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This salmon almondine is made with pan-seared salmon topped with buttery, golden almond slices for a delicious seafood dinner.
Who else is on a constant search for your next favorite salmon dinner?
Here at Champagne Tastes, we love salmon. We love it a lot.
We pan-sear salmon, broil salmon, and cook it as often (and as many ways) as possible!
We’ve been enjoying sweet chili salmon, teriyaki salmon, salmon Wellington, salmon Caesar salad, pesto salmon, air-fryer salmon… all the salmon!
If you follow along with our Instagram stories, you’ll probably see lots of salmon!
Recently, though, as I was preparing a side of green bean almondine, I started thinking about salmon. As much as I love nut-crusted fish (like this pecan-crusted bourbon salmon), the topping can (sometimes) be a little finicky.
I found myself wishing that salmon with a nut topping was as simple to prepare as the almond topping I serve with my green beans. Then I realized, it can be.
This salmon almondine is made with pan-seared salmon topped with a buttery, toasted almond topping.
Want even more salmon ideas? We also love these slow-roasted salmon sandwiches, salmon sandwiches with Dijon sauce, salmon quiche, seared salmon with grapes, baked mustard salmon and grilled salmon with pineapple.
What Kind of Salmon Should I Use?
I love to make this with light, leaner types of salmon.
Salmon almondine is delicious with pink salmon, coho salmon (pictured), and keta or chum) salmon. While I wouldn’t call sockeye salmon lean, the wild sockeye flavor contrasts really well with the buttery almonds.
You could make this with rich, fatty salmon (like King salmon), but keep in mind that the topping is also very rich. King salmon isn’t my preference with this recipe.
I prefer to use King salmon with lighter or acidic flavors, like this seared salmon with cherries, grilled salmon with plum sauce, or poached salmon with blueberries.
Love Atlantic salmon? You can use that too, but look for Best Aquaculture Practices (BAP) certification.
All commercially sold Atlantic salmon is farmed. Read more about the difference between farmed and wild salmon.
You can also make a similar dish with halibut or lingcod! Check out our white fish variation, fish almondine, or this trout almondine.
What Kind of Almonds Should I Use for the Almondine?
If possible, use raw almonds, not pre-toasted almonds. You’ll be toasting the almonds yourself.
I bought raw sliced almonds (because pre-sliced are easier and faster), but it’s fine if you want to slice the almonds yourself.
How to Make the Almondine Topping
Start by melting butter in a large, shallow pan. I use this Lodge 12″ carbon steel skillet.
Add the almonds to the butter, and cook until they’re golden (about two minutes).
Scoop the almonds out of the pan and set aside, leaving as much butter behind as possible.
Pan-Sear the Salmon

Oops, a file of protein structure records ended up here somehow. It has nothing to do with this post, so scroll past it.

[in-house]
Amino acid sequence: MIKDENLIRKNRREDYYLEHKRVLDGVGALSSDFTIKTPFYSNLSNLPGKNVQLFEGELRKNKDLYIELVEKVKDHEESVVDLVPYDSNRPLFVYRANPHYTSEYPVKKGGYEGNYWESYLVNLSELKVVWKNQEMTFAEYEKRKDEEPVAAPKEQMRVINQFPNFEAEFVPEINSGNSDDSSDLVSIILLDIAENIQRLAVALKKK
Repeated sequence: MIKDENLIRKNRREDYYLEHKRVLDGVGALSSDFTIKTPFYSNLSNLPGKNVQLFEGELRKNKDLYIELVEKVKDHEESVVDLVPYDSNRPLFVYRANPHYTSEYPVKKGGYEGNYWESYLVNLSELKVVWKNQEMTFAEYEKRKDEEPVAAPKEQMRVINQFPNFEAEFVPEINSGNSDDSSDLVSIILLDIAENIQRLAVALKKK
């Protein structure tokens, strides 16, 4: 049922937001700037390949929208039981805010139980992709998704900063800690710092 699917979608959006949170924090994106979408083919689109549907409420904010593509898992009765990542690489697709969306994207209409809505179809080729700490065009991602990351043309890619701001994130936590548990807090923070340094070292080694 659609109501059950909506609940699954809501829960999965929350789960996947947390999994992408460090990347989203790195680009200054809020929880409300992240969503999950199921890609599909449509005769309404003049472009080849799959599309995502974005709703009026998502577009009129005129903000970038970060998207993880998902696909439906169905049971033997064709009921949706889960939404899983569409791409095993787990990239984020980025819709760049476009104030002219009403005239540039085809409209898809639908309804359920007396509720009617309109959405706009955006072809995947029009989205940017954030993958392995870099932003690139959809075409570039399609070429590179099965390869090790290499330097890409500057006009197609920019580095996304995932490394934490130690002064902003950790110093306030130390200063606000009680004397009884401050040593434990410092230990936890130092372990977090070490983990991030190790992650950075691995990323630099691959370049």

Next, add a little oil in to the pan with the butter and increase the heat to medium. Place the salmon skin-side down in the pan and then do not touch it.
As the salmon cooks, it will become opaque from the bottom up.
When it’s about halfway cooked-through, slide a thin metal spatula under the fish.
I use a Wusthof fish spatula, but have also heard great things about this Toadfish fish spatula.
If the fish sticks to the pan, leave it for a few more seconds, and then try again.
Flip the fish, and cook until it’s opaque and tender.
Take the salmon out of the pan, then and add lemon juice and fresh herbs to the hot butter.
Cook the juice for a moment or two, scraping up any bits of salmon that stuck to the pan. Turn off the heat.
Serve the salmon along with the lemon pan-sauce, the toasted almonds, and more fresh herbs.
I recommend serving this salmon almondine along with French mashed potatoes, a kale apple salad, and a glass of your favorite dry white or red wine.
- 8 ounces salmon (2 fillets)
- pinch salt, pepper
- 2 tablespoons butter, divided
- ¼ cup almond slices
- 1 tablespoon olive oil
- 1 lemon, juiced
- Handful fresh herbs (parsley, chives, basil, cilantro etc)
- Pat salmon dry. Sprinkle fillets on both sides with salt and pepper.
- In a large shallow pan, melt half the butter (1 tablespoon) over medium-low heat.When the butter is melted (but not browned) add the almonds and cook until the nuts are golden (2-3 minutes). Scoop the almonds out of the butter and set aside.Tip: The butter will foam as you cook, which could make it harder to see the almonds. Keep a close eye on the almonds as you cook to ensure that they don't burn.
- Increase heat to medium. Add remaining 1 tablespoon butter and the olive oil to the pan. (If using a very fatty type of salmon, such as King salmon, skip the olive oil).Place the fillets in the pan and cook 2-4 minutes, depending on the thickness of the fillets.As the fish cooks, the flesh will begin to turn opaque from the bottom up. When the fish has cooked halfway through, it's ready to flip.Avoid touching the fish until the fish is ready to flip.
- Use a thin metal spatula to test the fish. If you can slide the spatula under the fish without the fish sticking to the pan, it's ready to flip. If the fillets won't release- give them another 30 seconds. They'll release when they've finished cooking.Cook fish another 2-4 minutes until done. Timing will depend on the thickness of the fillet. (Watch the sides of the fillets to see when the fish is done cooking. It's finished as soon as there are no more translucent patches and it's fully opaque.)
- Transfer the fish to plates, leaving the excess butter in the pan. Cover fish to keep warm, or set fish in a 200ºF oven.Reduce heat to medium-low. Add the lemon juice to the pan, stir with a wooden spoon, and allow the juice to reduce for about a minute. Add half the herbs and turn off the heat. Serve fish hot with pan sauce, remaining herbs, and the toasted almonds.
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